My cousin and I bought a suburban house together two years ago. She’s 48, and I’m 42. I’ve had a serious boyfriend for 18 months.
I can no longer stand sharing with my cousin, but my boyfriend and I can’t find a way to live together.
My cousin collects stuff she never uses. It’s all over the house.
I’d like to move in with my boyfriend, also 42, but his place is much smaller than my half-house. Also, my cousin says she can’t afford to live alone there.
But he says we can’t afford a bigger place in that area which he prefers, though we both have good jobs, and I’d get my money out of the house.
Do I owe my cousin the ability to stay in that house? Is my boyfriend just stalling a formal move together?
Decide what you want, in order of what’s really motivating you.
It seems this is more about your boyfriend than your cousin.
His “can’t afford the area” excuse IS a stall for some reason. Either the current arrangement is just too easy, or he isn’t prepared yet to make a future commitment.
He can avoid discussing any plans, and not put his own money into a shared home. In fact, there’s minimal difference from dating as two independent singles.
Consider what changes you feel are necessary to stay together. I suggest: A face-to-face conversation about your relationship, with honest answers.
Do you love each other exclusively? Do you both want a shared life?
Or, is this a convenient arrangement that could change if someone else came along?
Once you have some answers – from yourself as well as him – you can deal with the house issue with your cousin.
You don’t owe her a lifetime plan that prevents any moves. Talk to a lawyer/your bank about how best to handle this.
Living together, you do owe each other accommodations. Her “unused stuff” should be contained within her space.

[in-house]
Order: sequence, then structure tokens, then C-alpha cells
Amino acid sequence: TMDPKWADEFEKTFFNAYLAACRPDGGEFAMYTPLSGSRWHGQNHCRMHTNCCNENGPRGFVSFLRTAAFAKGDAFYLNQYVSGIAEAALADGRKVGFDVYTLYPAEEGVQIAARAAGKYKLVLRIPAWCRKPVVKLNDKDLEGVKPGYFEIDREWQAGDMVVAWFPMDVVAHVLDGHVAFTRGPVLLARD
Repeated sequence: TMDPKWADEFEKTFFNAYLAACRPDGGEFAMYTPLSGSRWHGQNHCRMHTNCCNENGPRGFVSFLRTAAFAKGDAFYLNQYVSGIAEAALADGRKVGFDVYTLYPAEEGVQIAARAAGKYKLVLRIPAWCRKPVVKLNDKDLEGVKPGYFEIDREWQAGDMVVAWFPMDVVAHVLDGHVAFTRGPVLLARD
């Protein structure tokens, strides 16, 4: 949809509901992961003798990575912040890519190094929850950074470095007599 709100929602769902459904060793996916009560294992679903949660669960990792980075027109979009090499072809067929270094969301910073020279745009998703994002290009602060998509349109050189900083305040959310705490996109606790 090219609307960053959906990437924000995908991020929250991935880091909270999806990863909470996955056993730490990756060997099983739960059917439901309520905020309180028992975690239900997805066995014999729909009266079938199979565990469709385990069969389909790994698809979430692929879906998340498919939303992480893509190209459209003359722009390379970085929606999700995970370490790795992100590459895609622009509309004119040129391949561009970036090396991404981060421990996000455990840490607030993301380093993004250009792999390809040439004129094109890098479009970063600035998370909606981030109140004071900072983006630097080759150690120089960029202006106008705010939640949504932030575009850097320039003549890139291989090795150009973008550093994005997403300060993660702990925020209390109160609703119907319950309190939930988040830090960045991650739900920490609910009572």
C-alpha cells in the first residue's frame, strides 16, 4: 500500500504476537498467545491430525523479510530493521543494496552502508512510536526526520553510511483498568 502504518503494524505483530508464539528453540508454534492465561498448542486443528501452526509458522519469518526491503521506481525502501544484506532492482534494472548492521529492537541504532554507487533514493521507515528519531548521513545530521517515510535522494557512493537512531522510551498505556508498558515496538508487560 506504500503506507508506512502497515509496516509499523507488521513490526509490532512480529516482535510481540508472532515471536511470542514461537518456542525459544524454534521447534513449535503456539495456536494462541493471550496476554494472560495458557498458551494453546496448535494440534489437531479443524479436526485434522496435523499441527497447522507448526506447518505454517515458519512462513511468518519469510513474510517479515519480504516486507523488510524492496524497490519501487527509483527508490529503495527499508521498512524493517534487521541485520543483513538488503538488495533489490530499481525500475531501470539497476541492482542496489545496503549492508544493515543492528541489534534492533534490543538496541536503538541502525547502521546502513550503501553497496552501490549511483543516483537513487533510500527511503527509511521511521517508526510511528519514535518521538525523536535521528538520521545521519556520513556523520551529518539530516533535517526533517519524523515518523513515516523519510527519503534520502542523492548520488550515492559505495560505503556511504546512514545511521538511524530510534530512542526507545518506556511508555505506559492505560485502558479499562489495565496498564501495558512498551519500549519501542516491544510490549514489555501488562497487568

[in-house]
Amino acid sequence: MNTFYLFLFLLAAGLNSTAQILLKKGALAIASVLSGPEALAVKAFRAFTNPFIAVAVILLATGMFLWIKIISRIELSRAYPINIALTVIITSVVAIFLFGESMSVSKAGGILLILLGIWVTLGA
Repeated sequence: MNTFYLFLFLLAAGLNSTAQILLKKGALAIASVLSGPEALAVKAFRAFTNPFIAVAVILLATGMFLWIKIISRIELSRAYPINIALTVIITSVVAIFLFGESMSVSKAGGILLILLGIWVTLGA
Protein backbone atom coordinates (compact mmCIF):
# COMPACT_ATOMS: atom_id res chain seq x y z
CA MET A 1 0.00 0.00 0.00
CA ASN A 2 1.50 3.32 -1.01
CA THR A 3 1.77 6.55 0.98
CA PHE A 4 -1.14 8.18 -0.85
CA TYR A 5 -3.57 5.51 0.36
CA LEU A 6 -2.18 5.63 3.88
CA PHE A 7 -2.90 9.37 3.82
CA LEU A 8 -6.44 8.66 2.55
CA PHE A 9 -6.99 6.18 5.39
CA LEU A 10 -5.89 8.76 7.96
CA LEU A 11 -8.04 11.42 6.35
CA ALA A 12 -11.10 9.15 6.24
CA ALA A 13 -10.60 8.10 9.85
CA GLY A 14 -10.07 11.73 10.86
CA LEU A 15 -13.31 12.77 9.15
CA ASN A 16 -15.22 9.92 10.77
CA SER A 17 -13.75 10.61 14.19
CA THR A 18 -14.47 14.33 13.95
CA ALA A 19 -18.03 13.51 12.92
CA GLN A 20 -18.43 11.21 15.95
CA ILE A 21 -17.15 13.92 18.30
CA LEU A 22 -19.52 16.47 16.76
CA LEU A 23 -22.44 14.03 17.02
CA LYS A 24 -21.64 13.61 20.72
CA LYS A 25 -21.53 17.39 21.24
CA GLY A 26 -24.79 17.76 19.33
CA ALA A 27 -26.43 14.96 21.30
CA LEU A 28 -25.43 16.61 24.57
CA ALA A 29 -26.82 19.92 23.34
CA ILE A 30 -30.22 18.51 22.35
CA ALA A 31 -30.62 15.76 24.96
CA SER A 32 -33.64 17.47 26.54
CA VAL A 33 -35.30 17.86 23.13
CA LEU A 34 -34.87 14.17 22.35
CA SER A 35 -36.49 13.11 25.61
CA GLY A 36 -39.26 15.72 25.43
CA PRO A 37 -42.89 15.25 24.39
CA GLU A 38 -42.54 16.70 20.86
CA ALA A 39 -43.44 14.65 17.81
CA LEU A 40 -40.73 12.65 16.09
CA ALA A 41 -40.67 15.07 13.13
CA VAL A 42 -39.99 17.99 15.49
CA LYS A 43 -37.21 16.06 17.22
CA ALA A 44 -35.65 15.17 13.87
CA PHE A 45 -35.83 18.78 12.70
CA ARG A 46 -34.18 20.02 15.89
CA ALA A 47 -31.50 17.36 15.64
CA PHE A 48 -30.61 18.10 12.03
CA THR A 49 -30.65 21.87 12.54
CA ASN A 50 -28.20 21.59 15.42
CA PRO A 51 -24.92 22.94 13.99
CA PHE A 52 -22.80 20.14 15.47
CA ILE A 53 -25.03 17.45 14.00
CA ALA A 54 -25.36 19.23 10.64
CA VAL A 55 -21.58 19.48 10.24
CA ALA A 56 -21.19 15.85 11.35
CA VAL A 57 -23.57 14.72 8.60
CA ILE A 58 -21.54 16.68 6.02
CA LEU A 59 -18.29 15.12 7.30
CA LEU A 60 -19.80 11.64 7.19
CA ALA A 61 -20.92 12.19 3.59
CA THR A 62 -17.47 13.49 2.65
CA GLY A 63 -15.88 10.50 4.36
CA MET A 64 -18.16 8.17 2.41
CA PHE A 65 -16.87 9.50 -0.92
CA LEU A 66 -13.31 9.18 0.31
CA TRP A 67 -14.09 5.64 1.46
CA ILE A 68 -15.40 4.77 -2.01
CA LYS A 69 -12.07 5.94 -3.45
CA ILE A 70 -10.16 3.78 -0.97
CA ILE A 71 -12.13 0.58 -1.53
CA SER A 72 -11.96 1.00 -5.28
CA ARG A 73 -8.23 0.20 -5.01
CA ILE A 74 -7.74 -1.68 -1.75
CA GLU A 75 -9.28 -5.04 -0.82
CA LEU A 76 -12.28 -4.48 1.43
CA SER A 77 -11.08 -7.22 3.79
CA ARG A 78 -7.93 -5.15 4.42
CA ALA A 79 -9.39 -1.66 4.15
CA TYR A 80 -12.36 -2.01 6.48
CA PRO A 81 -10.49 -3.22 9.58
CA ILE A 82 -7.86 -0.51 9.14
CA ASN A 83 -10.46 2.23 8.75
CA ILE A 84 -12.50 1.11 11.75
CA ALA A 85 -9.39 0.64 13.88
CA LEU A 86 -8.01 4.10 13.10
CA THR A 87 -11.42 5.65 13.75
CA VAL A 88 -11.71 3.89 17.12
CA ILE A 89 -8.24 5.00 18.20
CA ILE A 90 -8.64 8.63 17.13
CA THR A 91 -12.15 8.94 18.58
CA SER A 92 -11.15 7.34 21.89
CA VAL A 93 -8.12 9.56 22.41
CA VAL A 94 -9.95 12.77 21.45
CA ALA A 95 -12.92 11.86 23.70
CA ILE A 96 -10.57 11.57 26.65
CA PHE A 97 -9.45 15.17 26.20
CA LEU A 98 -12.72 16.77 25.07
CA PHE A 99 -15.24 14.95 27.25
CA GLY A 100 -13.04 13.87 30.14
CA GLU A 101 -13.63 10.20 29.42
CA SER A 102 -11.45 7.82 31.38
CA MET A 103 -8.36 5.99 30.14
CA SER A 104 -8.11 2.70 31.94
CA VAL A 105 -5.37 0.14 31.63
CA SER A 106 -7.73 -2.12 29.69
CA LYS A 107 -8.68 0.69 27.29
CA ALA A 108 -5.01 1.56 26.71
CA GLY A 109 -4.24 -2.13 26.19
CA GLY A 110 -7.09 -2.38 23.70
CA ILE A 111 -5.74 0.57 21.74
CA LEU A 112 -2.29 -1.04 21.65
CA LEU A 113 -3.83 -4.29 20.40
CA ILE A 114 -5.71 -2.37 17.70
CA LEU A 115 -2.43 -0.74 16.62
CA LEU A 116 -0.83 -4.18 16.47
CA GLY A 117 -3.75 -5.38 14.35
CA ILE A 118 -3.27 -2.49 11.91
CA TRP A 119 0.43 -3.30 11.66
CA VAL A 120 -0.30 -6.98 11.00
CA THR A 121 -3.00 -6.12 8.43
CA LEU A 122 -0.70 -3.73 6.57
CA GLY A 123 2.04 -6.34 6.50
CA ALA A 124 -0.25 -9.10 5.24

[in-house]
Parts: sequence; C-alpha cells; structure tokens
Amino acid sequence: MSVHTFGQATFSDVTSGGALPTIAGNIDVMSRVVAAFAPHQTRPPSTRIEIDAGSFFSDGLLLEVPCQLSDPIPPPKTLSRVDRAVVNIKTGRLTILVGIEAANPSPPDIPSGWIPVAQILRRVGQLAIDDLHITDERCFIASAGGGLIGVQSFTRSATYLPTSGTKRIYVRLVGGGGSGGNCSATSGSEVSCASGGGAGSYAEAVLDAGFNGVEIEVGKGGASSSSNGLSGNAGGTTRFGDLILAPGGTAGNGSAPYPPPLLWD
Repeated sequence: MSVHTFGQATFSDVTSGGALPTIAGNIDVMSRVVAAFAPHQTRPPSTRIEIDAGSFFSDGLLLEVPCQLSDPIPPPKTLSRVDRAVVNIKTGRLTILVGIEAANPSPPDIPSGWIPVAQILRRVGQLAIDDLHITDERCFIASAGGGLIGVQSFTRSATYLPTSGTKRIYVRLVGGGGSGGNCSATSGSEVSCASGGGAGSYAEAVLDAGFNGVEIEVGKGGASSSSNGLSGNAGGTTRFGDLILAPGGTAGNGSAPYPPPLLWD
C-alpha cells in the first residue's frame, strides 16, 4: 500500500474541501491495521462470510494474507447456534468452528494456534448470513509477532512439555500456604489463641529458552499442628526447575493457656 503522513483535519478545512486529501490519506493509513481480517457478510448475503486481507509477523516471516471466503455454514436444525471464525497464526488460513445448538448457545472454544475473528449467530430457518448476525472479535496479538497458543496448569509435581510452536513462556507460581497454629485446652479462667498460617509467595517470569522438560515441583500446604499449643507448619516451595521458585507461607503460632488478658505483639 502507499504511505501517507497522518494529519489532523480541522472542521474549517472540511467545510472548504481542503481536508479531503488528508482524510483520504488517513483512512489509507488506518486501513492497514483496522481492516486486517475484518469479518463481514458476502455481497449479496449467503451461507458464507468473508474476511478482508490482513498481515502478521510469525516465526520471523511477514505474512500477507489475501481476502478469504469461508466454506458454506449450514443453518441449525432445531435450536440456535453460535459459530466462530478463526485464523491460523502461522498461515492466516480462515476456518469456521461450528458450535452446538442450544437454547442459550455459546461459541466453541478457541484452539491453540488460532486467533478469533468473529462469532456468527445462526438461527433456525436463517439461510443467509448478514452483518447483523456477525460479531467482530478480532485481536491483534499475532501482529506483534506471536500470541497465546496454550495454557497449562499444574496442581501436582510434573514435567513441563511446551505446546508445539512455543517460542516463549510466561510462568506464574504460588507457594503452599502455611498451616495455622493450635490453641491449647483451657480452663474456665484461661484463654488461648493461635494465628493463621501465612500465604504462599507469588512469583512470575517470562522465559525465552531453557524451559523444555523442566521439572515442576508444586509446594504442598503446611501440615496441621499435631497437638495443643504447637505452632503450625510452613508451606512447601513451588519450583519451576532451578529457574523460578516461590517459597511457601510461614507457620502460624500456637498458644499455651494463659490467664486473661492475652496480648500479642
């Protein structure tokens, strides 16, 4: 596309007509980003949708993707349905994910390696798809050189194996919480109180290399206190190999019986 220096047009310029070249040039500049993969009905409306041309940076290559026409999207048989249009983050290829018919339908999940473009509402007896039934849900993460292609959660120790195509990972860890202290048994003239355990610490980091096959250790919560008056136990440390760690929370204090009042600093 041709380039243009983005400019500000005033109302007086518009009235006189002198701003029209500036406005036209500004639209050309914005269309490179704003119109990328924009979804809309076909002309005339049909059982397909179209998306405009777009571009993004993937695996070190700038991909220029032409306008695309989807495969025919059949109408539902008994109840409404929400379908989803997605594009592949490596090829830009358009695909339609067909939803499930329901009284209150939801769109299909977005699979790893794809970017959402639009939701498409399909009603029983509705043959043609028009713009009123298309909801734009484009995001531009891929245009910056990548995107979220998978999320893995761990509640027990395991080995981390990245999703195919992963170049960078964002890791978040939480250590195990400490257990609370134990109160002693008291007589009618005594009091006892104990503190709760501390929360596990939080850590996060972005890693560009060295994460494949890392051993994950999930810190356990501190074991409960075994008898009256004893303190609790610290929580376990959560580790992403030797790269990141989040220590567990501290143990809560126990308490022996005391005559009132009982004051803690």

You two definitely need an acceptable way to air out mutual complaints as housemates.
A female friend is bright, witty, adventuresome, and fun. But it’s difficult to go out with her socially because she’s rude to waiters and waitresses.
She can also be demanding and impatient to sales staff in stores.
Getting together in restaurants makes me uncomfortable. I’m waiting for the picky issues she’s going to raise, loudly and in a haughty way.
It’s hard to balance her two sides – she’s respected in her job, well travelled, and exposed to other cultures, happy in her marriage and lifestyle.
I don’t get why she’s so ready to be critical and difficult with people who have a lot less than her.
Annoying but Good Friend
Some people are raised with, or develop a sense of, entitlement. Others are just rude and attention seeking.
Then there are the perfectionists, who do everything the “correct way” and don’t think anyone else should get away with doing less.
Unfortunately, when they’re being demanding in your company, it’s embarrassing. You feel associated with rude behaviour that isn’t your way.
Some solutions: Socialize at each other’s homes but not in restaurants. If out shopping together, make your own purchases and stay clear of her interactions with salespeople.
If any such scene becomes uncomfortable for you, walk away.
She should get the message. If not, be honest. Simply say that her complaints embarrass you.
Then be consistent about avoiding those kinds of situations when with her.
FEEDBACK Regarding the man concerned with whether his father’s alcoholism makes him genetically likely to become an alcoholic (Oct 12):
Reader – “I’m an alcoholic (34 years sober now). This man’s concern about his alcohol consumption tells me that he already knows he may have a problem.
“Alcoholics’ Anonymous has many OPEN meetings to which anyone can attend, as opposed to a closed meeting which is only open if you’re an admitted alcoholic.
“For him to attend just sitting and listening, who knows what can happen?”
Ellie – As I responded, some genes increase a person’s risk; others play a part in decreasing that risk.
Research has also shown that more than one–half of all children of alcoholics do not become alcoholic.
Yet this man acknowledges he’s drinking daily, both socially and at home.
Your suggestion is wise. He’d hear what alcoholics say about their drinking, how it affects their families, etc. It’s a good reality check.
Tip of the day:
Confront a turning point in your relationship head on, instead of confusing it with other issues.